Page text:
After taking up the challenge of increasing board gender diversity, companies are now increasingly facing the challenge of achieving board racial diversity. Recent social unrest over systemic racial injustice has pushed racial inequity into sharp relief, leading many companies to consider actions they could take to implement the needed systemic transformation. Because, as it’s often said, change starts at the top, one approach has been to increase the number of African-Americans represented on boards. This recent paper in the Harvard Business Review asks “Why Do Boards Have So Few Black Directors?” And the “Black Corporate Directors Time Capsule Project,” a survey undertaken by Barry Lawson Williams, a retired director who has served on 14 corporate boards, seeks to “capture the experiences” of 50 seasoned Black directors “for the benefit of the next generation of Black corporate directors.” The survey, which in part addresses the issue of recruitment of Black directors, is also replete with other great observations and advice, too extensive to cover in full here, including advice for aspiring directors.
With the SEC presumably about to adopt enhanced disclosure requirements for human capital next week (see this PubCo post), this new report from the World Economic Forum in Davos, prepared in collaboration with consultant Willis Towers Watson, offers a timely new framework for valuing human capital. While the COVID-19 pandemic has increased our focus on the value of the workforce as an asset, this shift in perspective is not entirely new: SEC Chair Jay Clayton has long recognized that, while, historically, companies’ most valuable assets were plant, property and equipment, and human capital was primarily a cost, now, human capital often represents “an essential resource and driver of performance for many companies. This is a shift from human capital being viewed, at least from an income statement perspective, as a cost.” But he also recognized that developing a metric around this issue was not so easy. (See this PubCo post.) The pandemic, however, serves as a springboard: the new WEF report contends that, as “companies look to reset for the new world of work that emerges from the pandemic, they would benefit from an approach that values talent as a key asset that contributes to an organization’s sustained value creation. This calls for the development of a new human capital accounting framework, which would enable a company’s board and management to track how their investment in people is augmenting the firm’s human capital, and support the delivery of better outcomes for the business, the workforce and the wider community.” The report seeks to offer that framework. Whether it actually catches on is another question.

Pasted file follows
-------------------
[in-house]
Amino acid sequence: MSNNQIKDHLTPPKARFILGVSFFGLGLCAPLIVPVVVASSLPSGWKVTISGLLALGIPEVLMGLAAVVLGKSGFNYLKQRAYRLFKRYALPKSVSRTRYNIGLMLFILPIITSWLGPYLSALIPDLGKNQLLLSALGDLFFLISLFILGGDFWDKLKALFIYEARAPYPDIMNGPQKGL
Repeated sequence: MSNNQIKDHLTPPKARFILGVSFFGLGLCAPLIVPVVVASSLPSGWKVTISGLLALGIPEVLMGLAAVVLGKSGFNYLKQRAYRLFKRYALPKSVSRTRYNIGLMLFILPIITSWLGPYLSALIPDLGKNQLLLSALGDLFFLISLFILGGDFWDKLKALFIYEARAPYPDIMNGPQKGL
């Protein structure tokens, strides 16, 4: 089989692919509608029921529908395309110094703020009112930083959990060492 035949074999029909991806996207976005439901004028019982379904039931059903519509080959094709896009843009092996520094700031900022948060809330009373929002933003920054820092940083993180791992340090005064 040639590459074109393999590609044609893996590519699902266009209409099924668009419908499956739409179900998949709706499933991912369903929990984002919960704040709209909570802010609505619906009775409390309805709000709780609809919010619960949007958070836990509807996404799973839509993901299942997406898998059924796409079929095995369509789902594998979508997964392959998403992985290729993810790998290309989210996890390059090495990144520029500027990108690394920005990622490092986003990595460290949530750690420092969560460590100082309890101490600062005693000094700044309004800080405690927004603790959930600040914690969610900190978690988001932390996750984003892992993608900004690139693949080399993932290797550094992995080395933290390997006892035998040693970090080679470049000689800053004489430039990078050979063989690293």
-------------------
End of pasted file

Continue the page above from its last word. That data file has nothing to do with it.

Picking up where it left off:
We’ve certainly seen any number of examples of companies taking a big hit when sexual harassment of employees by key executives comes to light—sometimes someone even makes a pretty good movie about it. But what about your everyday non-CEO harasser? Does workplace sexual harassment affect the value of the company? Some might argue that it’s just a case of correlation, not causation, but in this study, the authors found that a high incidence of workplace sexual harassment has a powerful adverse impact on company value. Toxic culture, it turns out, matters when it comes to shareholder value.
In a recent survey of over 70 nominating/governance committee chairs of S&P 500 and Fortune 500 companies, consultant SpencerStuart asked respondents about how their boards responded to COVID-19 and the nature of any long-term governance changes they anticipated post-pandemic. Somewhat surprisingly, given the issues COVID-19 has created or highlighted for companies, committee chairs do not appear to be in any kind of rush to institute changes—in fact, quite the opposite seems to be the prevailing perspective. Is it just too soon to be thinking about structural or other adjustments to the board? Or, does “stay at home” also mean “stay the course”?